Prosecutors on Zaldy Ampatuan’s hospital arrest: No way
No hospital arrest, no way.
Prosecutors in the Maguindanao massacre trial on Saturday said they would oppose any move to place suspended Autonomous Region in Muslim Mindanao (ARMM) Governor Zaldy Ampatuan under hospital arrest because he has to supposedly undergo medical tests for diabetes and heart disease.
It is “all part of his game plan” to evade justice, which began with offers to testify about corruption and electoral fraud in the Arroyo administration, said private prosecutor Nena Santos.
“They’re moving heaven and earth. All of this is part of the game plan,” said Santos who said she would file a motion to oppose before Judge Jocelyn Solis-Reyes the recommendation made by a government doctor for Ampatuan to be brought to hospital for the tests.
“We oppose any hospital arrest,” she said.
In a July 12 communication to Judge Reyes, Chief Inspector Agnes Aglipay, the head of the Health Service Unit of the Bureau of Jail Management and Penology-National Capital Region, recommended that Ampatuan undergo several medical tests in “a hospital setting.”
She said Ampatuan’s private doctors had found that he had “coronary heart disease and poorly controlled diabetes mellitus that needs immediate evaluation and prompt treatment.”
‘There may be a deal’
Harry Roque, another private prosecutor representing families of the massacre victims, said the development “does not look good.”
“It certainly reinforces the fears of the victims that there may be a deal. Usual procedures must be followed. A PGH (Philippine General Hospital) doctor should be called in to advise the court,” he said.
Roque said he would insist that a “reputable” government doctor conduct the examination of Ampatuan and that the tests be done at the maximum security prison compound at Camp Bagong Diwa in Bicutan, Taguig, where the Maguindanao massacre suspects are detained.
“I’m a diabetic myself. In fact, my situation is worse because I’m insulin-dependent but I’ve never been hospitalized for my tests,” Roque said.
Roque said a reputable government doctor should conduct the tests and not someone from the BJMP which, he noted, is under the jurisdiction of Interior Secretary Jesse Robredo.
Roque earlier criticized Robredo for allegedly supporting Ampatuan’s bid to become a government witness.
“The court procedure here is for the tribunal to appoint a government doctor to do the tests. We will insist that a doctor of good reputation from the Philippine General Hospital or other government hospitals examine him first and not Robredo’s doctor,” he said.
And if Judge Reyes were to grant Ampatuan’s bid to be brought to hospital, Roque said prosecutors would also insist that he be arraigned first.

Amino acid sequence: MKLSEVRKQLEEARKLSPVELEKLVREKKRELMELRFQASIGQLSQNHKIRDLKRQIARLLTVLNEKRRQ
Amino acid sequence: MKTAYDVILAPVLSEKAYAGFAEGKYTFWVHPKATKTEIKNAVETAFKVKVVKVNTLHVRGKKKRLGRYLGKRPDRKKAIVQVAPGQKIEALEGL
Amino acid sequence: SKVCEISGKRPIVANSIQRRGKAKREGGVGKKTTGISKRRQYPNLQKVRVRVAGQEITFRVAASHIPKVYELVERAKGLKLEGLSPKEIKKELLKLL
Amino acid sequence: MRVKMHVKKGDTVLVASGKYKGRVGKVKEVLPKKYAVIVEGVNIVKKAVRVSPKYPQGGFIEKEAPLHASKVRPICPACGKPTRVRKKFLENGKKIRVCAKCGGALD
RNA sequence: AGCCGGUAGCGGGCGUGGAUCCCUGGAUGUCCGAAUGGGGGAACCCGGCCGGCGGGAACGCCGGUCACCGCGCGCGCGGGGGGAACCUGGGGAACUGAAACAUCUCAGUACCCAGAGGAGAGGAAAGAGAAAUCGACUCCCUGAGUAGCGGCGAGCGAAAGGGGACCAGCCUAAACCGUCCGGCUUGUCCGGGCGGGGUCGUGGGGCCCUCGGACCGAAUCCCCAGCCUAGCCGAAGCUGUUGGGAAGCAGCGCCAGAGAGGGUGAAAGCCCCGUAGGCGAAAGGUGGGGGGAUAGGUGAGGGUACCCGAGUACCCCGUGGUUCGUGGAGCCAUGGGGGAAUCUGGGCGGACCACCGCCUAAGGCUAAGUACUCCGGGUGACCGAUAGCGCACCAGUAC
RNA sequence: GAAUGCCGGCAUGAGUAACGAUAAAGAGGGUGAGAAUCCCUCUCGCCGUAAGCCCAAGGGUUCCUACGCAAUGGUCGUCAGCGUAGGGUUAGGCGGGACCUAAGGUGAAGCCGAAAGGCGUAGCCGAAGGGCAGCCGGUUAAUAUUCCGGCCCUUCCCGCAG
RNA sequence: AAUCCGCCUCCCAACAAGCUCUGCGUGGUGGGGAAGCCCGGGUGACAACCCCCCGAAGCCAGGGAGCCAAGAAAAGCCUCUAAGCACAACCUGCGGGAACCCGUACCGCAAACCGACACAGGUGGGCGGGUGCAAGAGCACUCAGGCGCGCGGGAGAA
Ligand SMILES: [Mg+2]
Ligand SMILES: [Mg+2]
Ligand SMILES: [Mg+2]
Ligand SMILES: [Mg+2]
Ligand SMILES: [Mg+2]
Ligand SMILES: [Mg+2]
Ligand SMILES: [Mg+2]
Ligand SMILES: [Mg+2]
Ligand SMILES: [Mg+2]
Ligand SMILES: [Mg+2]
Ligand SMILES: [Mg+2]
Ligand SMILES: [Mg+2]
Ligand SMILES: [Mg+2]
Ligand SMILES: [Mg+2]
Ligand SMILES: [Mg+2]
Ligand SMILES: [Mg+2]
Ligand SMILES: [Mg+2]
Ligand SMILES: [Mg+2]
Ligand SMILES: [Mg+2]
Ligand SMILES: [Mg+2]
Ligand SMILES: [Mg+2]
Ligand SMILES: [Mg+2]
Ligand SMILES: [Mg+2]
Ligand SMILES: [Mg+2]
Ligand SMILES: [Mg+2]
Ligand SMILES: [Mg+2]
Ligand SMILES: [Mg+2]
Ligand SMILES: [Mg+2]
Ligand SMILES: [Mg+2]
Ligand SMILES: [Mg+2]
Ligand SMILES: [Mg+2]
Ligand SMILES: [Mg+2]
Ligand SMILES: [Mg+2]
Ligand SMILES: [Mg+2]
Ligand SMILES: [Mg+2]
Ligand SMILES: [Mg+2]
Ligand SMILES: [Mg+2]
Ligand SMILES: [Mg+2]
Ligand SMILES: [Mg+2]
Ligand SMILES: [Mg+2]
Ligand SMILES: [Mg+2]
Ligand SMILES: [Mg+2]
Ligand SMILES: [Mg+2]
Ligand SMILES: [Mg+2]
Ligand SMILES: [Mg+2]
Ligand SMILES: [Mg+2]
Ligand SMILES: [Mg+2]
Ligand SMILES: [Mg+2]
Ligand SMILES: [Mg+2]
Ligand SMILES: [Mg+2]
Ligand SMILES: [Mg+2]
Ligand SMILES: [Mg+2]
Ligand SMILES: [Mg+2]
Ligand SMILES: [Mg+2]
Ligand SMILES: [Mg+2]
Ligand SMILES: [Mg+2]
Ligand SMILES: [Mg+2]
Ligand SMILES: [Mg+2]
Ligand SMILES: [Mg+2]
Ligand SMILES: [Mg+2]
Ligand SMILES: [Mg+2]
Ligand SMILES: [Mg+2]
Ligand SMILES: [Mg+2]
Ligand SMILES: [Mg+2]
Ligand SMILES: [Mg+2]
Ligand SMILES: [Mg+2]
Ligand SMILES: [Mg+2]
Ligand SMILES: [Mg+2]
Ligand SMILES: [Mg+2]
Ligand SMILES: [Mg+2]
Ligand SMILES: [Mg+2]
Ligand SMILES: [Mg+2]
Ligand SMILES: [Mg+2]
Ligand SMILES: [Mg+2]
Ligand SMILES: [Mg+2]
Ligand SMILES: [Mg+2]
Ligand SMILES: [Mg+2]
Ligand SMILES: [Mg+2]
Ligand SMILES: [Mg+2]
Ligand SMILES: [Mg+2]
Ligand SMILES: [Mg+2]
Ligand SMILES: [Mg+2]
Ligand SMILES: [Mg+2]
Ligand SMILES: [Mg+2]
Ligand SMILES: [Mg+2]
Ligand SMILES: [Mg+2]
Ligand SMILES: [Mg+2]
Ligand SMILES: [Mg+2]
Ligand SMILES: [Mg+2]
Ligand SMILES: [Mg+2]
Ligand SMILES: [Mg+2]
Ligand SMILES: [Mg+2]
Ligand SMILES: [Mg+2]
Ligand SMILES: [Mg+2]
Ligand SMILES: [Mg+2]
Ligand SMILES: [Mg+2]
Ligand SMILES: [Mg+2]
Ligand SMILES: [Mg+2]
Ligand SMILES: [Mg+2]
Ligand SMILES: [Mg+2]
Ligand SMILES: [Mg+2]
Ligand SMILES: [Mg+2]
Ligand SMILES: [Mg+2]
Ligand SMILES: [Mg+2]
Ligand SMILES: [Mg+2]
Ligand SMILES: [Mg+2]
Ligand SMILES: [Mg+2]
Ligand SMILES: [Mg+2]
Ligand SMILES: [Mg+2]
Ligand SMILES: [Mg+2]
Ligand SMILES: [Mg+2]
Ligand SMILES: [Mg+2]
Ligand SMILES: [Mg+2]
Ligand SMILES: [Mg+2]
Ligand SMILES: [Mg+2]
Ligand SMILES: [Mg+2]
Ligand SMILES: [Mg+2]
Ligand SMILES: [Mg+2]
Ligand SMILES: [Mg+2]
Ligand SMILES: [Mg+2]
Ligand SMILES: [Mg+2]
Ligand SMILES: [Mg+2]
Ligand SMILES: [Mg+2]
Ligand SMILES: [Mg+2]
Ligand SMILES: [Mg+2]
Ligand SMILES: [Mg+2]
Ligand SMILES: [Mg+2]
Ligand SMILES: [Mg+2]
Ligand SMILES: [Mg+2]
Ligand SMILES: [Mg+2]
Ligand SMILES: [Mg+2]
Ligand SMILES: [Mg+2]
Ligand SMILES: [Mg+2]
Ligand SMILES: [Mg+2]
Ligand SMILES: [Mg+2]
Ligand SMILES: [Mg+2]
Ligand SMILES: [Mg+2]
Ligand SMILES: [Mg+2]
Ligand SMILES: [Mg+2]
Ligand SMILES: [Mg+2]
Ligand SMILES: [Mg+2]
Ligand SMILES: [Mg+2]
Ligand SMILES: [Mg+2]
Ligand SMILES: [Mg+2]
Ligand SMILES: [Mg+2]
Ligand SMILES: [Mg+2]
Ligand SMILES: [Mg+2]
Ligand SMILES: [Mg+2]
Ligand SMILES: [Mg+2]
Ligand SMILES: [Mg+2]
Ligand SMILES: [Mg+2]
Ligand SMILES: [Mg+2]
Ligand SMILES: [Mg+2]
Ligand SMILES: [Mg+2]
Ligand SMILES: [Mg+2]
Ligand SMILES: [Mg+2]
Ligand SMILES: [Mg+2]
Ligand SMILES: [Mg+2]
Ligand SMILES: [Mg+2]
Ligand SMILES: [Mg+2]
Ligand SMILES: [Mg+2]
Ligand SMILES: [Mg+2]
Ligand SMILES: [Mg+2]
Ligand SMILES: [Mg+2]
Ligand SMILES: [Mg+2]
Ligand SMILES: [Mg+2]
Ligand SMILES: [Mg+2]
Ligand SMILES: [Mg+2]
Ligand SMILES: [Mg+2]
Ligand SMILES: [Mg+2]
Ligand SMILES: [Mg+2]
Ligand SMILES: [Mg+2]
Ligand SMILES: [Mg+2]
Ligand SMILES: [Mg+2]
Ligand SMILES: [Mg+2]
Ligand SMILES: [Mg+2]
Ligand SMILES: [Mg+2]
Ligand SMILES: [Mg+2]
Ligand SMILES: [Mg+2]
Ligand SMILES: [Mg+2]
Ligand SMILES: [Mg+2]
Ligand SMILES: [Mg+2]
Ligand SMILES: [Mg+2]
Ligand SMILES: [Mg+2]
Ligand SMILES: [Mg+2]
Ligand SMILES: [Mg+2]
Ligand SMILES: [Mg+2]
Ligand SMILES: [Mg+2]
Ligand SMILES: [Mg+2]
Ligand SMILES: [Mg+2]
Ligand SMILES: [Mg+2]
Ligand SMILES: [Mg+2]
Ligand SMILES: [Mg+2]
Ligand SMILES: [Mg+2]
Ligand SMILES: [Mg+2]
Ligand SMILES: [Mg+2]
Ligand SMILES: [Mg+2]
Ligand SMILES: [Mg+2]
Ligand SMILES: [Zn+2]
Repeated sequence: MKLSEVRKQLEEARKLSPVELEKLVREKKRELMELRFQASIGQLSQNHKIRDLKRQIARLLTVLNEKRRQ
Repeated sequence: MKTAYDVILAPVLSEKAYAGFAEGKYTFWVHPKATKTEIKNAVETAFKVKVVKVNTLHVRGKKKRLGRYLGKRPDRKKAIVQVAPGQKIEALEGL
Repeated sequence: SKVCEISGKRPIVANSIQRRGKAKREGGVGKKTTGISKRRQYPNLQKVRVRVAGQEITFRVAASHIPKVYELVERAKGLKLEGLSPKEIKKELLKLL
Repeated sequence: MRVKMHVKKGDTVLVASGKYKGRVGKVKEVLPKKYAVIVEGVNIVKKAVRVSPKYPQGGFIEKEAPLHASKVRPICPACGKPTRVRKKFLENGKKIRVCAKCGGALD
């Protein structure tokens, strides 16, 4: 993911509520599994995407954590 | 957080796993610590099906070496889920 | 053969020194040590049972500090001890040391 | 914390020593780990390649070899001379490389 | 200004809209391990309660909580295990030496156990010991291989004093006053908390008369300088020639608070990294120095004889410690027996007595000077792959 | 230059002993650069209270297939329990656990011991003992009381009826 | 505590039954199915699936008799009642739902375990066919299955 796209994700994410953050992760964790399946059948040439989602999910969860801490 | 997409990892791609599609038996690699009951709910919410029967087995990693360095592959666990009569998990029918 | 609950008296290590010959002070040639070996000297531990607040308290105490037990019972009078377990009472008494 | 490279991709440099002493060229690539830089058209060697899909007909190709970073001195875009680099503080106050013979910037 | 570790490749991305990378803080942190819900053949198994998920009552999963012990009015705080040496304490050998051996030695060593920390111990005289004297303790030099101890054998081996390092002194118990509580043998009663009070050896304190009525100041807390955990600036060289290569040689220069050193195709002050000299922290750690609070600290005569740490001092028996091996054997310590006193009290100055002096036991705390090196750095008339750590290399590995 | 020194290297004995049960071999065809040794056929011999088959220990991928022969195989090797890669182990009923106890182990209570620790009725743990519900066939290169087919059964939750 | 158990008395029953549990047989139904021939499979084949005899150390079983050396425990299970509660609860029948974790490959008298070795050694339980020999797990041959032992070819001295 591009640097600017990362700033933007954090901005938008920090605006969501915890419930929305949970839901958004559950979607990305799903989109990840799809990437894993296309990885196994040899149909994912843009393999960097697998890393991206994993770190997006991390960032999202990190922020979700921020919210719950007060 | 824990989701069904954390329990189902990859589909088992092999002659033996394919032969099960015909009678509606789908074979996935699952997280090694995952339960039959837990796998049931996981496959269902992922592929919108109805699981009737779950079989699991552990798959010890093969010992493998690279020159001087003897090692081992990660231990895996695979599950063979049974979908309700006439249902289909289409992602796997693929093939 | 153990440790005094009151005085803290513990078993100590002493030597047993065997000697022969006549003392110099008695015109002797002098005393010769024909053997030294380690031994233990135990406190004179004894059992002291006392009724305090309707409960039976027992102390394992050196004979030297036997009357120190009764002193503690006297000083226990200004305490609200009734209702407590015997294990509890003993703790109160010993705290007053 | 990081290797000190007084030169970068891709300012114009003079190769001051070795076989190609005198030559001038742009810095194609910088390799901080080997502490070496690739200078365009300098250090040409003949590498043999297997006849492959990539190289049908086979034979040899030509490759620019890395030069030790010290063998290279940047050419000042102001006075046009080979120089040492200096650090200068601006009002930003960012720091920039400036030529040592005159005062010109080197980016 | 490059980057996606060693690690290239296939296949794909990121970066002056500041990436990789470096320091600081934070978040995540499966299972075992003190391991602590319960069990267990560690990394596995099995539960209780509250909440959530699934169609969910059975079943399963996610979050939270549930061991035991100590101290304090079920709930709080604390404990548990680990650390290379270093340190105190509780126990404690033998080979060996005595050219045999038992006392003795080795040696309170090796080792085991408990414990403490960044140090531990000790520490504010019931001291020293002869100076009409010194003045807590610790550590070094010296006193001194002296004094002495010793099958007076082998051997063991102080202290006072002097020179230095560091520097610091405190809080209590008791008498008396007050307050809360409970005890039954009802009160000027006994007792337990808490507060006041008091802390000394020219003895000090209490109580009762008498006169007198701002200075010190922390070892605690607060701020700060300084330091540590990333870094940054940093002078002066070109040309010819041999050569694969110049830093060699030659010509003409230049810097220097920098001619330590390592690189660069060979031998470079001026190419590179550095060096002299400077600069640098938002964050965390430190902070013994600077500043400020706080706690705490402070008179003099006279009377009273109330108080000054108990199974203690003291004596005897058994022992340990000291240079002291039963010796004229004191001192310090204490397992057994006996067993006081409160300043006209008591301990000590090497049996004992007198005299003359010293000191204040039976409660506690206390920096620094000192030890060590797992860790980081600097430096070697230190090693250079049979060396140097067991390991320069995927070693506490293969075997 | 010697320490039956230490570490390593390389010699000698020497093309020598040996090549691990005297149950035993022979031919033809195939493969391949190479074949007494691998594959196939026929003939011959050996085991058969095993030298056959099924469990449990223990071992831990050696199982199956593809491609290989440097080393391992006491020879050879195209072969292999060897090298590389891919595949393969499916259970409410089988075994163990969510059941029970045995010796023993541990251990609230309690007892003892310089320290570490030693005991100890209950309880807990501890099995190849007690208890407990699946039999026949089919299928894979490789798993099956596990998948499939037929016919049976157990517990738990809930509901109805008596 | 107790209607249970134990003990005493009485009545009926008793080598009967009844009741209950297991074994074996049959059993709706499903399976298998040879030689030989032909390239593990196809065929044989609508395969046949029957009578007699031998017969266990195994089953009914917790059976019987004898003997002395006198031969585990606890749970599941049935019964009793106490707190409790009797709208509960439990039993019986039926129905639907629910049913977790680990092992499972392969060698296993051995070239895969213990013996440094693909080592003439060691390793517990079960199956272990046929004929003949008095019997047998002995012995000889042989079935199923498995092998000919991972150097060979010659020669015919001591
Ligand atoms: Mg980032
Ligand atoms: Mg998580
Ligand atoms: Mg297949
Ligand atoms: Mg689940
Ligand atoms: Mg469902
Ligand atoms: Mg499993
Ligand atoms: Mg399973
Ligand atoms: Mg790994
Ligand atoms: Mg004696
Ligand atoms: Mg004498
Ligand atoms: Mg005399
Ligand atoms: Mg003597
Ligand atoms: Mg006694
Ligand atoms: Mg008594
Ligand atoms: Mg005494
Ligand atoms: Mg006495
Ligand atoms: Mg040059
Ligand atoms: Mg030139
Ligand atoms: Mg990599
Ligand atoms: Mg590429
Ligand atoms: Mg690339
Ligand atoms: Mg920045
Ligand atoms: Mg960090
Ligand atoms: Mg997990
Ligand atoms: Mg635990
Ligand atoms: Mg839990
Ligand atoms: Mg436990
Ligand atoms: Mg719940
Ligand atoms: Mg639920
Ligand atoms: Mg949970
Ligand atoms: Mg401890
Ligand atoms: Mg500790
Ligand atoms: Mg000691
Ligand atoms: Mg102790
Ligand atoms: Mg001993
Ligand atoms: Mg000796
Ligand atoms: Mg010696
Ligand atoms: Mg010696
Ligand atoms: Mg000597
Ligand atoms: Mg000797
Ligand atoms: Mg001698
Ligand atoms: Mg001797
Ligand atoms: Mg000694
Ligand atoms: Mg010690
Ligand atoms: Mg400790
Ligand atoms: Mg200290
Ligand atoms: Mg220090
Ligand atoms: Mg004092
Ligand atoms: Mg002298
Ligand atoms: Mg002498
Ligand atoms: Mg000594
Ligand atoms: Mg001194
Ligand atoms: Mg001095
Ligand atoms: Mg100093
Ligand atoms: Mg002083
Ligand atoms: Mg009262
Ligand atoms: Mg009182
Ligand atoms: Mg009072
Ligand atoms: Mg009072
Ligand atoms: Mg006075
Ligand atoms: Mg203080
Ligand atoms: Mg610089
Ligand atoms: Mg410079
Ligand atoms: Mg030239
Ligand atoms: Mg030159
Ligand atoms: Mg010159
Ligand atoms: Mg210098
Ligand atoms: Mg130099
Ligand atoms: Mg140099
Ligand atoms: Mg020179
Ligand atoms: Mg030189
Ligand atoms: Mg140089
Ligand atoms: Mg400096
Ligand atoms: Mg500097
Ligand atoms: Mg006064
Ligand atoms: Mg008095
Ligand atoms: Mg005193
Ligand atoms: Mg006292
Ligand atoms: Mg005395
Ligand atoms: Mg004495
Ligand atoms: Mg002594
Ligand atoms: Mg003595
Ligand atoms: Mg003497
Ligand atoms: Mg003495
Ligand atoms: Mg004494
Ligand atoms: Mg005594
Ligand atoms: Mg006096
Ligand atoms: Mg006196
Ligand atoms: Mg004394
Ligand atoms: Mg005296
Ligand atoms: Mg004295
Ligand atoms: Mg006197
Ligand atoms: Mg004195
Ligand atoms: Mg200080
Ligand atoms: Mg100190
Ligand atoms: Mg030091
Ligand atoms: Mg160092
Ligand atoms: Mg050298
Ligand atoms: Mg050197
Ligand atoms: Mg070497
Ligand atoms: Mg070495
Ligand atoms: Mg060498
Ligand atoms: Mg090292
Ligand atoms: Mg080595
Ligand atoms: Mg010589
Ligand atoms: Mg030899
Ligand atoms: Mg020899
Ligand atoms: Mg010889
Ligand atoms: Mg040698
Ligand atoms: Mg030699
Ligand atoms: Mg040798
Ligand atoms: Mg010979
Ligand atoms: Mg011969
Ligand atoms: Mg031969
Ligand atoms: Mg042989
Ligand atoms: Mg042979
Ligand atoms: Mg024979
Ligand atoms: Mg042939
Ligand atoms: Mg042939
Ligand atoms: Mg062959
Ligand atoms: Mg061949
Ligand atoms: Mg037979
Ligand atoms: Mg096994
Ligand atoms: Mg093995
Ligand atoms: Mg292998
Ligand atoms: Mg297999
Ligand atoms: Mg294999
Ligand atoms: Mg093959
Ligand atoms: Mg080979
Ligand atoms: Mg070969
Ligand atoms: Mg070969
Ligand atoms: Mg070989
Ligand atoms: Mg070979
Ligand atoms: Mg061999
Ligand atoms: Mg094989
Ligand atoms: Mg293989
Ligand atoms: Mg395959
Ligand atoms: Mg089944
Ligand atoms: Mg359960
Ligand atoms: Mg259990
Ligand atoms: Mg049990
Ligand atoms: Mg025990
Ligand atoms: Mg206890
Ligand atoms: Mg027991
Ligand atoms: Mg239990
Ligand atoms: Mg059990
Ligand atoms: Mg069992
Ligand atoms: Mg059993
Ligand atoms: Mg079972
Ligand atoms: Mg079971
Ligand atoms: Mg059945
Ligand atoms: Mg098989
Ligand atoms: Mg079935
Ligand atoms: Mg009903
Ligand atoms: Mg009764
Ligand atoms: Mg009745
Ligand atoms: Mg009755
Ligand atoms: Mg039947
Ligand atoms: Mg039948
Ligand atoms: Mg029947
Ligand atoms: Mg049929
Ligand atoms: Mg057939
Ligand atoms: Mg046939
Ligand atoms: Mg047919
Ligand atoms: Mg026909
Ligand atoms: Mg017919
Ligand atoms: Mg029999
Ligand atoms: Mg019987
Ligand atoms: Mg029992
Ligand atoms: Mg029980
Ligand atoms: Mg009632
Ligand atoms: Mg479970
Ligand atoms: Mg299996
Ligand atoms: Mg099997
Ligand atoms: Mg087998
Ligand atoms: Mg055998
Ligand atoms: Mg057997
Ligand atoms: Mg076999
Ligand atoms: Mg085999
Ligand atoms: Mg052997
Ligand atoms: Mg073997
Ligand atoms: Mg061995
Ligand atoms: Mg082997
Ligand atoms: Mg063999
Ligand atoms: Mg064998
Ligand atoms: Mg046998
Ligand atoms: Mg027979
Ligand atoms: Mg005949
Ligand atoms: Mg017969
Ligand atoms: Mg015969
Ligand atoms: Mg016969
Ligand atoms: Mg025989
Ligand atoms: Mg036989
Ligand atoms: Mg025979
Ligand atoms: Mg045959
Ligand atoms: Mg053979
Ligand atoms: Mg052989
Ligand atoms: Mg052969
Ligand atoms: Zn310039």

“That is a continuing motion from the prosecution. We have been insisting that he should now be arraigned,” Roque said, stressing that Ampatuan remains a flight risk.
Ampatuan has denied any involvement in the massacre but has implicated his father, Andal Sr., and brother, Andal Jr.
Santos said that the testimony Ampatuan has so far offered on the alleged electoral fraud committed by former President Gloria Macapagal-Arroyo was “hearsay.” She said it would be better if authorities took in as a state witness former Election Supervisor Lintang Bedol and other local election officials “who have direct knowledge.”
“Does he have evidence directly linking GMA? All we have are information he got from others. If we want direct evidence, we should get that from Bedol and the other election officials,” Santos said.
“But I don’t know if even they were summoned to (GMA’s house). She’s a woman and smart. She would not have left a paper trail,” the prosecutor said.
Santos is the private prosecutor representing Maguindanao Gov. Esmael Mangudadatu, whose wife and sister were among the 58 who were killed in the Nov. 23, 2009, massacre, as well as the families of a number of the other victims.
In her report to the court, Aglipay noted that Dr. Reynaldo Rosales, Ampatuan’s endocrinologist at St. Luke’s Medical Center-Global City, had diagnosed the ex-governor as a diabetic in 2001 and that Ampatuan “was started on hypoglycemic agents and at present on combination oral and insulin therapy.”
“At present, he complains of frequent thirst and urination at least four to five times at night, blurring of vision, lower extremity pain and numbness,” Rosales is quoted as saying.
However, it appeared in the recommendation that Ampatuan’s last consultation with Rosales was in 2009.
Dr. Maita Senadrin, Ampatuan’s cardiologist, said he had been hypertensive for 10 years and was “also diagnosed to have fatty liver.”
Senadrin also described her patient as “a previous smoker, with a family history of parents having diabetes and hypertension.”
She said he was diagnosed as a child “to have congenital heart disease, but was asymptomatic in his 20s.”
She recommended that Ampatuan undergo the following tests: 12-lead ECG, two-dimensional echocardiography, 24-hour Holter monitoring, carotid duplex scan, peripheral arterial and venous duplex scan, endothelial function test, and complete blood chemistry including high-sensitivity C-reactive protein and myocardial perfusion imaging.